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Publication numberUS7200031 B2
Publication typeGrant
Application numberUS 11/082,161
Publication dateApr 3, 2007
Filing dateMar 16, 2005
Priority dateMar 16, 2005
Fee statusPaid
Also published asEP1861854A1, EP1861854B1, US20060209588, WO2006101547A1
Publication number082161, 11082161, US 7200031 B2, US 7200031B2, US-B2-7200031, US7200031 B2, US7200031B2
InventorsMichael Liu, Harry Liu
Original AssigneeHoneywell International, Inc.
Export CitationBiBTeX, EndNote, RefMan
External Links: USPTO, USPTO Assignment, Espacenet
Proton and heavy ion SEU resistant SRAM
US 7200031 B2
Abstract
A method and system is disclosed for reducing proton and heavy ion SEU sensitivity of a static random access memory (SRAM) cell. A first passive delay element has been inserted in series with an active delay element in a first feedback path of the SRAM cell, and a second passive delay element has been inserted in a second feedback path of the SRAM cell. The passive delay elements reduce the proton SEU sensitivity of the SRAM cell, and the active delay element reduces the heavy ion sensitivity of the SRAM cell. The passive delay elements also protect the SRAM cell against SEUs that may occur when the SRAM cell is in dynamic mode.
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Claims(13)
1. A static random access memory (SRAM) cell comprising:
a first inverter having an input and an output;
a second inverter having an input and an output;
a first transmission gate coupled to the output of the first inverter;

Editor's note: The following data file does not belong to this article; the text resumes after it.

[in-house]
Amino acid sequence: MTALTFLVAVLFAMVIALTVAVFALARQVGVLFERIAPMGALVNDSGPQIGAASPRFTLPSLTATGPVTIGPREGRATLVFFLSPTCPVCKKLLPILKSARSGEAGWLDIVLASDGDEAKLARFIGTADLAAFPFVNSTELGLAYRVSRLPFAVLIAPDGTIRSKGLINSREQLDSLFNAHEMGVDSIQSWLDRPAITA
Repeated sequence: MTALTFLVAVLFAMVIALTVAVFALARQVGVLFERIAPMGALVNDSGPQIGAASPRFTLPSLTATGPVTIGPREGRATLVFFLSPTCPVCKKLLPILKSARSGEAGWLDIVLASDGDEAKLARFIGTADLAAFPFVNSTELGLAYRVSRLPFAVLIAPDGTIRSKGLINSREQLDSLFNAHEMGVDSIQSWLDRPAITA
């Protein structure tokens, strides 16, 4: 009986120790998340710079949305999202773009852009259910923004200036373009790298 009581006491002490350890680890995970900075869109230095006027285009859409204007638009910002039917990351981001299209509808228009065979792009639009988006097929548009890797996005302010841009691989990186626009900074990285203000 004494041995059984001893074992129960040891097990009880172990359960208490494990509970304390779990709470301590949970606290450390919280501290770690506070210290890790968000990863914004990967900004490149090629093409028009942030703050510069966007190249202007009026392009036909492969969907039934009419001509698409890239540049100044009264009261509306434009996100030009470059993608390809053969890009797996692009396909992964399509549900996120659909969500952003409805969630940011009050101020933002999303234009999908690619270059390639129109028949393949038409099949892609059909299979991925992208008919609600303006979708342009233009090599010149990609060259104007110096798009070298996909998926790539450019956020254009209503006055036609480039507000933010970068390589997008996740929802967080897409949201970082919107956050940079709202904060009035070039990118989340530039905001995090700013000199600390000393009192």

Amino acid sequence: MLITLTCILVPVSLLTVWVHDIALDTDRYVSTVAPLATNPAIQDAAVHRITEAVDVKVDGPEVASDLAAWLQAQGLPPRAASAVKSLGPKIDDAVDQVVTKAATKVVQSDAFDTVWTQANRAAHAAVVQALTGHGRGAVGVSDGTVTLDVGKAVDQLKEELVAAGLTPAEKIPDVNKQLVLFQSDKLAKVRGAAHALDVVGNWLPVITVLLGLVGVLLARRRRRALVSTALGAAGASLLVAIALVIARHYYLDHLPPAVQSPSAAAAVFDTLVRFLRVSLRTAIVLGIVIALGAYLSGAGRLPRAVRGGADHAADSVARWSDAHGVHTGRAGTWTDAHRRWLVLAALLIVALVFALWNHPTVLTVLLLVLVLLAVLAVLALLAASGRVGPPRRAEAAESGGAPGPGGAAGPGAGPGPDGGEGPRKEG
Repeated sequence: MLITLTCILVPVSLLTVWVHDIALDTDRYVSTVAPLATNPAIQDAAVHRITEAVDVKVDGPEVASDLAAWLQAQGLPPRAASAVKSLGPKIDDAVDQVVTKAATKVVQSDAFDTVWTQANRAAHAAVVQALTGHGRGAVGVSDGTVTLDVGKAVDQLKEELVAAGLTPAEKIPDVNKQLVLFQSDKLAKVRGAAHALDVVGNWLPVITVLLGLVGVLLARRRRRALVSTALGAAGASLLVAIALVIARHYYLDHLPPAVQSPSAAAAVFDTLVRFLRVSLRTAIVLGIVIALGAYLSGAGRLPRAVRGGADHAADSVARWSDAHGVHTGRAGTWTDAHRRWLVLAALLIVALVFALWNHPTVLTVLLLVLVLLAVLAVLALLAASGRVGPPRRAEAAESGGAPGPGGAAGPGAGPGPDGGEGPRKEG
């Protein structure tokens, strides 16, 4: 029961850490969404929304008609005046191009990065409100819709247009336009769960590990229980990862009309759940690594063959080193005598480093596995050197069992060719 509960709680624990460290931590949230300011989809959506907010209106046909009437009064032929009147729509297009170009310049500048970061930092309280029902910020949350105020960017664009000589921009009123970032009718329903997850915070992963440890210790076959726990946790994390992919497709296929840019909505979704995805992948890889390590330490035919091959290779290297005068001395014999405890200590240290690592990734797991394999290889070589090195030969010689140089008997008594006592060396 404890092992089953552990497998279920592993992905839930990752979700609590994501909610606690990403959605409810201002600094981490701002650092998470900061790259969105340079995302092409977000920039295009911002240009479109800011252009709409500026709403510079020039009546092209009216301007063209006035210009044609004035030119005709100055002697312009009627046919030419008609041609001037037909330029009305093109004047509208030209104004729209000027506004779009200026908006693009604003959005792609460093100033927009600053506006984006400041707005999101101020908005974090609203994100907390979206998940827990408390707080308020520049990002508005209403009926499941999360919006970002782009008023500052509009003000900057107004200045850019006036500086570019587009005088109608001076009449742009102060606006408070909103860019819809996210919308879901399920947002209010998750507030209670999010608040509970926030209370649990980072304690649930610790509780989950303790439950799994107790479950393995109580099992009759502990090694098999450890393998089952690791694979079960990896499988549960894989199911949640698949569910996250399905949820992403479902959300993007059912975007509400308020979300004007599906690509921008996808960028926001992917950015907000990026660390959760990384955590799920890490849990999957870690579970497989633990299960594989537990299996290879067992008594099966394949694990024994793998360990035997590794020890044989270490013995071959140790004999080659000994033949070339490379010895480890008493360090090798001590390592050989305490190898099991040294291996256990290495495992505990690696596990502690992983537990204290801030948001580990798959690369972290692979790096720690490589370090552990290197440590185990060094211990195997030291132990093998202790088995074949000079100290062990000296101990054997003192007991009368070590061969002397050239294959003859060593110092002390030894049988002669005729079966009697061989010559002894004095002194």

a second transmission gate coupled to the output of the second inverter;
a non-inverted bit line coupled to the first transmission gate;
an inverted bit line coupled to the second transmission gate; and
a non-inverted word line coupled to the first and second transmission gates and to the active delay element;
wherein the output of the first inverter is coupled to the input of the second inverter by an active delay element in series with a first passive delay element; and
wherein the output of the second inverter is coupled to the input of the first inverter.
2. The SRAM cell of claim 1, wherein the output of the second inverter is coupled to the input of the first inverter through a second passive delay element.
3. The SRAM cell of claim 1, wherein the output of the second inverter is coupled directly to the input of the first inverter.
4. The SRAM cell of claim 2, wherein the first and second passive delay elements comprise polycrystalline resistors.
5. The SRAM cell of claim 2, wherein the first and second passive delay elements provide resistances greater than or equal to 100 kilo-ohms.
6. The SRAM cell of claim 2, wherein the first and second passive delay elements are implemented in a separate layer from the active components of the SRAM cell.
7. The SRAM cell of claim 1, wherein the active delay element comprises:
a switch transistor having a gate, a source, a drain, and a body; and
first and second Schottky resistors;
wherein the first Schottky resistor is coupled between the body and drain of the switch transistor;
wherein the second Schottky resistor is coupled between the body and source of the switch transistor; and
wherein the gate of the switch transistor is coupled to a non-inverted word line.
8. The SRAM cell of claim 7, wherein the switch transistor comprises first and second MOSFETs each having a gate, a source, a drain, and a body, wherein the body and source of the first MOSFET are coupled together, wherein the body and source of the second MOSFET are coupled together, and wherein the source of the first MOSFET is coupled to the source of the second MOSFET.